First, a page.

A new study reveals a huge increase in ultra running over the last quarter of a century – and, in particular, in the last decade.
The research, carried out by RunRepeat in collaboration with the International Association of Ultrarunners (IAU), also shows that female ultra runners (what is ultra running?) are faster than male ultra runners at distances of more than 195 miles. The longer the distance the shorter the gender pace gap.
The survey, the largest of its type yet, analyzed more than five million results from some 15,500 ultra running events (85% of ultra running events worldwide), making this the largest study ever done on the sport.
- Keen to try ultra running? Make sure you check out our best trail running shoes and best women's trail running shoes
- For the lowdown on training for this type of run, take a look at how to run an ultra
Key results include:
There have never been more ultra runners.
There have never been more female ultra runners. Almost a quarter (23%) of runners in events are female compared to 14% 23 years ago.
Participation in ultra running events has increased by 1676% in the last 23 years from 34,401 to 611,098 yearly participations – and by 345% in the last 10 years from 137,234 to 611,098.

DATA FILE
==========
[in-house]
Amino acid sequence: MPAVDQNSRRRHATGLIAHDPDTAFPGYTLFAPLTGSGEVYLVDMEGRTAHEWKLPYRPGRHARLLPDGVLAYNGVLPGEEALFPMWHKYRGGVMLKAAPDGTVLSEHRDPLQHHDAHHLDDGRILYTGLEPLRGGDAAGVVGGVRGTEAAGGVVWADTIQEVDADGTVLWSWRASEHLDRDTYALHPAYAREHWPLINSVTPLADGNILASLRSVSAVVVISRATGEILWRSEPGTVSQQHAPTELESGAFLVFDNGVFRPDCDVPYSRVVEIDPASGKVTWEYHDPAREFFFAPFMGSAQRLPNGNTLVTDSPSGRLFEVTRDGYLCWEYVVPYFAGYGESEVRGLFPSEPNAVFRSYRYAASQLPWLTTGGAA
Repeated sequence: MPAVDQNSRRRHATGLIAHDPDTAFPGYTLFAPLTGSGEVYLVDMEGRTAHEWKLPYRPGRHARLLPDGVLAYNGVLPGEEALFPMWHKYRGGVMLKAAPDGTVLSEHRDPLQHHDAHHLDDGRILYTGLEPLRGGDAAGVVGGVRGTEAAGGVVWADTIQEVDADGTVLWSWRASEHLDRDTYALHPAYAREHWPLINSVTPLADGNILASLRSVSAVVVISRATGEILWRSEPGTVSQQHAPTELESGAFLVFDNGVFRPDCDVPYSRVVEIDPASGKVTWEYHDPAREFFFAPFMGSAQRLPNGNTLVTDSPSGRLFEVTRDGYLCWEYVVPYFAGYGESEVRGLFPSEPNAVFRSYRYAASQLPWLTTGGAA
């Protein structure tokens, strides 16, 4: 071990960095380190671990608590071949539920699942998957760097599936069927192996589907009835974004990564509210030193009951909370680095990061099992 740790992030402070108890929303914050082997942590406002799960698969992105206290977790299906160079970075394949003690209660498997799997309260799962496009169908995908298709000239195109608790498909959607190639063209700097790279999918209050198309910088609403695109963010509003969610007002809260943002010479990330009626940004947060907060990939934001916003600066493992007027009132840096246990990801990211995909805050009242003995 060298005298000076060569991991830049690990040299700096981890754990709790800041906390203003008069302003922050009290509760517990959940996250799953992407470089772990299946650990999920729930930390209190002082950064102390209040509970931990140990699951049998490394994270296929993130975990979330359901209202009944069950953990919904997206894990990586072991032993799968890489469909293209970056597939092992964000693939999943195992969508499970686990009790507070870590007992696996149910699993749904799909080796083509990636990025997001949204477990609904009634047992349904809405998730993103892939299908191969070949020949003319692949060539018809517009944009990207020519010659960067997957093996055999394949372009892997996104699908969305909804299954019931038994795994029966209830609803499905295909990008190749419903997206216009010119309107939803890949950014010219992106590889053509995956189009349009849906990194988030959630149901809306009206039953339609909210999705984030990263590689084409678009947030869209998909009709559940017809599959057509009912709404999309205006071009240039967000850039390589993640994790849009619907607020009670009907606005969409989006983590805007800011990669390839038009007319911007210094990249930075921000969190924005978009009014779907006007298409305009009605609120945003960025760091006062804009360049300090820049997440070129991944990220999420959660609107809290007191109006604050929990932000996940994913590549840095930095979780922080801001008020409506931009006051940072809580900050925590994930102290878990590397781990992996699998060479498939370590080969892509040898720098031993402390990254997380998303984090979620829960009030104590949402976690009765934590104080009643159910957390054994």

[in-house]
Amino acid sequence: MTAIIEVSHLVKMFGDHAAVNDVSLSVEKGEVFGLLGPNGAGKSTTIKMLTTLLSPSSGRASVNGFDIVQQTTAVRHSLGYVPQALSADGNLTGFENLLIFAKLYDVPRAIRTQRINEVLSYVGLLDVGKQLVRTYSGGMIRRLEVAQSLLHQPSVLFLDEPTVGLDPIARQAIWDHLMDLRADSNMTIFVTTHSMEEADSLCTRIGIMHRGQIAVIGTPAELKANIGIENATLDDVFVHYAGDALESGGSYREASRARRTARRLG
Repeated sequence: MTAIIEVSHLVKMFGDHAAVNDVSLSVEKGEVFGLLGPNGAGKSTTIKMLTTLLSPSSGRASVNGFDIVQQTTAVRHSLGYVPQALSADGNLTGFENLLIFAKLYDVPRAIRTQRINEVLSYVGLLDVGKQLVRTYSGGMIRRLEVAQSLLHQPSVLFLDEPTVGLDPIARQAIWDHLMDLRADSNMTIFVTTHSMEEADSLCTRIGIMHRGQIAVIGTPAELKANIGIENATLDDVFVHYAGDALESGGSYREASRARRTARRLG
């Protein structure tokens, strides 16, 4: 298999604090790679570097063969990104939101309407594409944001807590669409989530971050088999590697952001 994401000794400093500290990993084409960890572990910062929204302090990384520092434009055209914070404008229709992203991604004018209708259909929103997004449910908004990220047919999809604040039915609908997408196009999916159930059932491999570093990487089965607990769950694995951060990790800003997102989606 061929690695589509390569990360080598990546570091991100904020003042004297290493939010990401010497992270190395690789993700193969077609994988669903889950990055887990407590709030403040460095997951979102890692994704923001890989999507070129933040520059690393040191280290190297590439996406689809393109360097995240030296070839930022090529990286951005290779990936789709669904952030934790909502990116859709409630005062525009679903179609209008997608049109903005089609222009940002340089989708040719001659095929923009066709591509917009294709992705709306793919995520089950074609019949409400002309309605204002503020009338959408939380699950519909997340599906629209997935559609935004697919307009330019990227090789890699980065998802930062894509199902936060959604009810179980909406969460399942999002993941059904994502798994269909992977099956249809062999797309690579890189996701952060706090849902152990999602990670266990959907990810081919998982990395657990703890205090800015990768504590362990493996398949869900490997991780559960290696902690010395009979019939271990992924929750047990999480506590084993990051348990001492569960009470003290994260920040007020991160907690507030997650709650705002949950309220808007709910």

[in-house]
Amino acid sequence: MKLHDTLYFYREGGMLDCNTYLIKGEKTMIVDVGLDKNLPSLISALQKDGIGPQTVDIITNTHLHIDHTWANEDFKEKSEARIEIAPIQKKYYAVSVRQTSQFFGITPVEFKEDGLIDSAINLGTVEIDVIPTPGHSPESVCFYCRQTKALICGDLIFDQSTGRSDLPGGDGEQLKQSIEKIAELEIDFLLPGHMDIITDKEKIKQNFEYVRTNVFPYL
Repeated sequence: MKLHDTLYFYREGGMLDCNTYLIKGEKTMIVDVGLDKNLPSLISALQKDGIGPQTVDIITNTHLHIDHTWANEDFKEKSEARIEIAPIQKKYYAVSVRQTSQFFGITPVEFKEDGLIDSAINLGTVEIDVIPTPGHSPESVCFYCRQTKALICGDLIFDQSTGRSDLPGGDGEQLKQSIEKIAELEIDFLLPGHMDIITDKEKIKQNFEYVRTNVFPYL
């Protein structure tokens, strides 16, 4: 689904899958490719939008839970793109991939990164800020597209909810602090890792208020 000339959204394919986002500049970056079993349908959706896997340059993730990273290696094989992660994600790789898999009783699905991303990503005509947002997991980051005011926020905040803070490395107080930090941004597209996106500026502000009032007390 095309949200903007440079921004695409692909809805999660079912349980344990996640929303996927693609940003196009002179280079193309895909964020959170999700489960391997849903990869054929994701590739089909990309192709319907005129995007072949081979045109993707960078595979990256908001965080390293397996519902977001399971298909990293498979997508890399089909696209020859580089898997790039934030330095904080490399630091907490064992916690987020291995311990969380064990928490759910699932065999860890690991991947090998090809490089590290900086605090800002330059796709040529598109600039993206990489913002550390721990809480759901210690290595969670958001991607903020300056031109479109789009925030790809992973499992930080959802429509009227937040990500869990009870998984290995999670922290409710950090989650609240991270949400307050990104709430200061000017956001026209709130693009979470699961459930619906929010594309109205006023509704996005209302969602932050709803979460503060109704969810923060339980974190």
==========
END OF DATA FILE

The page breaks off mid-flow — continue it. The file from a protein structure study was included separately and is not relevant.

More ultra runners are competing in multiple events annually. Between 1996 and 2021, the runners taking part in more than one race each year rose from 14% to 41%.
The fastest ultra running countries are: South Africa (average pace 10:36 min/mile), Sweden (11:56 min/mile) and Germany (12:01 min/mile).
The average age of ultra runners has decreased by a year in the last 10 years from 43.3 years to 42.3 years.
Surprisingly, all age groups have a similar pace, around 14:40 min/mile.
A record number of people travel abroad for ultra running events, with 10.3% of people travelling overseas for an ultra compared to 0.2% for 5ks.
It's clear the sport that sees people running distances longer than 26.2 miles, including trail runs, mountain runs, and road runs, is here to stay as a popular activity.
Fiona Russell is a widely published adventure journalist and blogger, who is better known as Fiona Outdoors. She is based in Scotland and is an all-round outdoors enthusiast with favourite activities including trail running, mountain walking, mountain biking, road cycling, triathlon and skiing, both downhill and back country. Her target for 2021 is to finish the final nine summits in her first round of all 282 Munros, the Scottish mountains of more than 3,000ft high. Aside from being outdoors, Fiona's biggest aim is to inspire others to enjoy the great outdoors, especially through her writing. She is also rarely seen without a running skort! Find out more at Fiona Outdoors (opens in new tab).
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